Petrus C. van Duyne, Anna Markovska and Alexey Serdyuk

12:00 – 13:30 Lunch Break

13:30 – 14:30 Panel 3
Conflict Minerals – The hidden cost of technology
Brendan Quirke

Assessing the Impact of the ECOWAS Anti-Corruption Protocol on the Control of Corruption West Africa
Uchenna Jerome Orji

14:30 – 15:00 Coffee Break

15:00 – 16:00 Panel 4
Grand corruption in Nigeria
Petrus C. van Duyne and Jackie H. Harvey

Transnational Nigerian crime groups in Italy
Stefano Becucci

19:00 – 21:00 Cyber Lounge

Tuesday, 24 August 2021

10:00 – 11:00 Panel 5
Clan-based crime in Germany
Klaus von Lampe

Trends in organised crime in the Czech Republic or twenty eight years of expert surveys – what knowledge we have got?
Miroslav Scheinost

11:00 – 11:30 Coffee Break

11:30 – 12:30 Panel 6
Policing organized crime. On the dialectics of regulation and the concept of crime.
Paul Larsson, Johanne Yttri Dahl, Helene Gundhus, Siv Runhovde, Pernille Skjevrak og Annette Vestby

The role of Customs Laboratories in fighting hydrocarbon crime in Europe
Adriano Francescangeli

12:30 – 14:00 Lunch Break

14:00 – 15:00 Panel 7
Criminal finances and bad banks - Slovenian case
Maja Loknar and Bojan Dobovšek

Asset recovery teams in NL: does the ideal team exist?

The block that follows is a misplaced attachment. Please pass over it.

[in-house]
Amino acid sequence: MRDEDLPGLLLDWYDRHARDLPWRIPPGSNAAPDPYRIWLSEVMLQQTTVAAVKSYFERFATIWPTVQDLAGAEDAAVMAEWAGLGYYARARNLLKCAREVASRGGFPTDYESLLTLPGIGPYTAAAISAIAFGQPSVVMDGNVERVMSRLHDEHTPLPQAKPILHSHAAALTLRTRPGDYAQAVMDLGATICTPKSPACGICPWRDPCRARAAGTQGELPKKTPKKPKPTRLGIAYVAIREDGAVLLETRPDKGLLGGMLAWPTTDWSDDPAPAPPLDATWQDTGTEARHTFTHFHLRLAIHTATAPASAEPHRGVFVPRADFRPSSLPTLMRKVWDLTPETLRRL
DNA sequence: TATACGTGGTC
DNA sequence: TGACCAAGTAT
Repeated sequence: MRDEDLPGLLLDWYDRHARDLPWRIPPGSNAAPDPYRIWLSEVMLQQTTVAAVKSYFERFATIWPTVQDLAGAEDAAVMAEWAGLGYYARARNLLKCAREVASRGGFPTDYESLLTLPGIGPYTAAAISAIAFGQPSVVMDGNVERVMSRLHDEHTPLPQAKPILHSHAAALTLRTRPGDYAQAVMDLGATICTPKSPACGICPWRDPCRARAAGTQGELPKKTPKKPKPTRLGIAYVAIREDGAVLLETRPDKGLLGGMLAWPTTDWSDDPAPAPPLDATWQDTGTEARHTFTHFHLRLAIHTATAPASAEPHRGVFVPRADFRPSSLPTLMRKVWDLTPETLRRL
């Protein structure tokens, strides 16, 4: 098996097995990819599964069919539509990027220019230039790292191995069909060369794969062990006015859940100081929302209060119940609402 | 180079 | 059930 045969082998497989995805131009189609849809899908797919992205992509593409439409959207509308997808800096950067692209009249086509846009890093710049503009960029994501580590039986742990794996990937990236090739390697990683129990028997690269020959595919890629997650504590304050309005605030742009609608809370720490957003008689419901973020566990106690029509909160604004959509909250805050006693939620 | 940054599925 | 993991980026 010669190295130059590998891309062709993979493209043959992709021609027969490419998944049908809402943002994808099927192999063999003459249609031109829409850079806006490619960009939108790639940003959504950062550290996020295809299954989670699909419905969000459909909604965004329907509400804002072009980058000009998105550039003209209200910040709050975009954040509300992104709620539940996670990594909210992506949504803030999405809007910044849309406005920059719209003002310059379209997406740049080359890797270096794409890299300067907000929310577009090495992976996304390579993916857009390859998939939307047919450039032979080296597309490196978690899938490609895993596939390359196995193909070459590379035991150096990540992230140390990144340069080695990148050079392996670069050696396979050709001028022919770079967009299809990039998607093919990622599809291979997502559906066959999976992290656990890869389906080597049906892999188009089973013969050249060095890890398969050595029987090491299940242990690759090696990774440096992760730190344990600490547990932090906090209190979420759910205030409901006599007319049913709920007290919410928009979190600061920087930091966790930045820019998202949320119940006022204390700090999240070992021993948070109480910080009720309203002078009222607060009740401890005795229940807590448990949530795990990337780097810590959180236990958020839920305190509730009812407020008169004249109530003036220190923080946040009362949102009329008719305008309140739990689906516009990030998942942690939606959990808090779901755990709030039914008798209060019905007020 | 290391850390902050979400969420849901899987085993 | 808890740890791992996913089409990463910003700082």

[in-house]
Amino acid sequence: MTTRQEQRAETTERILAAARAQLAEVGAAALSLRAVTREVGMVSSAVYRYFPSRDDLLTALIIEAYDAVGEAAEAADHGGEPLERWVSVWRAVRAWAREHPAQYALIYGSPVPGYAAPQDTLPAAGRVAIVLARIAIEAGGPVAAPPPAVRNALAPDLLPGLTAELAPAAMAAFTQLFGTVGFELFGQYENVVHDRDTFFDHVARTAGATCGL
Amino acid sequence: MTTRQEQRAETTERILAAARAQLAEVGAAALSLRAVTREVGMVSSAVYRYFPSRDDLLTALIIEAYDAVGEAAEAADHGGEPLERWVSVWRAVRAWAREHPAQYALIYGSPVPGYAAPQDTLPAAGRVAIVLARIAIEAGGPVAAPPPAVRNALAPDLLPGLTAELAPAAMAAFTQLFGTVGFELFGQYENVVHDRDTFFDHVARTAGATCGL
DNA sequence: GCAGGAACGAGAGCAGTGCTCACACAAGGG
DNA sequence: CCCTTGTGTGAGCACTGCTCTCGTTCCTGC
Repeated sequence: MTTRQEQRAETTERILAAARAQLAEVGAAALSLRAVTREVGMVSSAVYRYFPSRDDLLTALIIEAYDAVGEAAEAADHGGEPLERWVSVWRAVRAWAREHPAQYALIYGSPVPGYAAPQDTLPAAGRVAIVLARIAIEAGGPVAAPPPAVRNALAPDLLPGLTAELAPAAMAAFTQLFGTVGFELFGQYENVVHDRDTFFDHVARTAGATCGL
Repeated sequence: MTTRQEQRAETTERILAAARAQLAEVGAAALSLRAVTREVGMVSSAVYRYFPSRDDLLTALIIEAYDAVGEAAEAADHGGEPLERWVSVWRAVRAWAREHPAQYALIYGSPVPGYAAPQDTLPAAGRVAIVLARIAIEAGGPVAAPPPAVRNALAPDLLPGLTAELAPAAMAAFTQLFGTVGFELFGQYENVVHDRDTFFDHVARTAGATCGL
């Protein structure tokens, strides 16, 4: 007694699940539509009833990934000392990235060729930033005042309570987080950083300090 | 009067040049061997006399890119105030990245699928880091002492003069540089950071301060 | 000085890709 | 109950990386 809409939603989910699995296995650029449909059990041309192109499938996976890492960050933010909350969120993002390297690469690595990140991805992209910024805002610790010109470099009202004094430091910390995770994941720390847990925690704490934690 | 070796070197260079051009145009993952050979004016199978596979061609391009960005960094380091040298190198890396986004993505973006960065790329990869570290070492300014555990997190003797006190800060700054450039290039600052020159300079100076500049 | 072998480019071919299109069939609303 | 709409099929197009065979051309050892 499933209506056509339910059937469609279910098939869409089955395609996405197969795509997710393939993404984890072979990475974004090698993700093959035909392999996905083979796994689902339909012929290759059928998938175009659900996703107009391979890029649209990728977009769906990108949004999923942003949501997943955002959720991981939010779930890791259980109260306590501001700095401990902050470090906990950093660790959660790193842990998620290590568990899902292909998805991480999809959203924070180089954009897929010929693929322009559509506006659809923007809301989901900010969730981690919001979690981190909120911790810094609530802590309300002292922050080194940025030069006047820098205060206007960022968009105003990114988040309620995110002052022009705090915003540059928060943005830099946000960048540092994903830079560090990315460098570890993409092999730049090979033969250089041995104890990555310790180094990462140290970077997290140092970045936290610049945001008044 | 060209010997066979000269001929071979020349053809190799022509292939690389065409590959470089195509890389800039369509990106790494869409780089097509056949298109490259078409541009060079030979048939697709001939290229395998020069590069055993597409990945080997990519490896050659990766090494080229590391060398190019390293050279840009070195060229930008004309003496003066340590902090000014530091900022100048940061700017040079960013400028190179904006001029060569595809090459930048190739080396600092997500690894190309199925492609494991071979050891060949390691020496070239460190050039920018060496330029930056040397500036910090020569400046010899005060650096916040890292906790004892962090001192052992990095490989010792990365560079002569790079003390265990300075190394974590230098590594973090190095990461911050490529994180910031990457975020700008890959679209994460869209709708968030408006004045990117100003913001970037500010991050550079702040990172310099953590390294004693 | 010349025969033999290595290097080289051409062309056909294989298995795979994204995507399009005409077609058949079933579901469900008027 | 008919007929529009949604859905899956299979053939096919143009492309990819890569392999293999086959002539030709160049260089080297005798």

Gabrielle op ’t Hoog, Linette Swart en Brigitte Slot

15:00 – 15:30 Coffee Break

15:30 – 16:00 Closing Round Table

3 January 2020 | 72
New Volume - Now available!

Criminal defiance in Europe and beyond
From organised crime to crime-terror nexus

Petrus C. van Duyne, Dina Siegel, Georgios A. Antonopoulos, Jackie H. Harvey, Klaus von Lampe (eds.), Published by Kharkiv National University of Internal Affairs. Published, sold and distributed by Eleven International Publishing (NETH),ISBN: ISBN 978-94-6236-163-8 ISBN 978-90-5931-718-5 (E-book) (550 pages)

Click here to download the introduction chapter as PDF.

Crime can be seen as an act of defiance against the rule of law, particularly if is committed with intent. This intension is often to make unlawful gains, whether by theft, corruption or taking part in illegal markets, which in Europe are most often cross-border in nature. This entails that criminal defiance is not just a national issue: theft or fraud can be committed locally, while handling the illicit proceeds may require a cross-border movement. Obviously not every state faces the same defiance, or prioritises the same defiance. That may induce stronger states, for example the USA in its ‘war-on’ policy, to exert pressure on smaller states to accept the same interpretation (and legislation) of criminal defiance. Such ‘legislative imperialism’ may itself be considered as defiant. Criminal defiance is risky: the authorities do not like to be seen as ‘soft’ and must visibly ‘hit back’. So successful criminals must keep a low profi e, though some crime groups, such as the criminal motor-cycle gangs, defy this principle by ostentatious conduct. Likewise, in the case of grand corruption in states where corruption has become endemic, we see criminal defiance, in the case of some eastern European countries the defiance by oligarchs, being a public matter.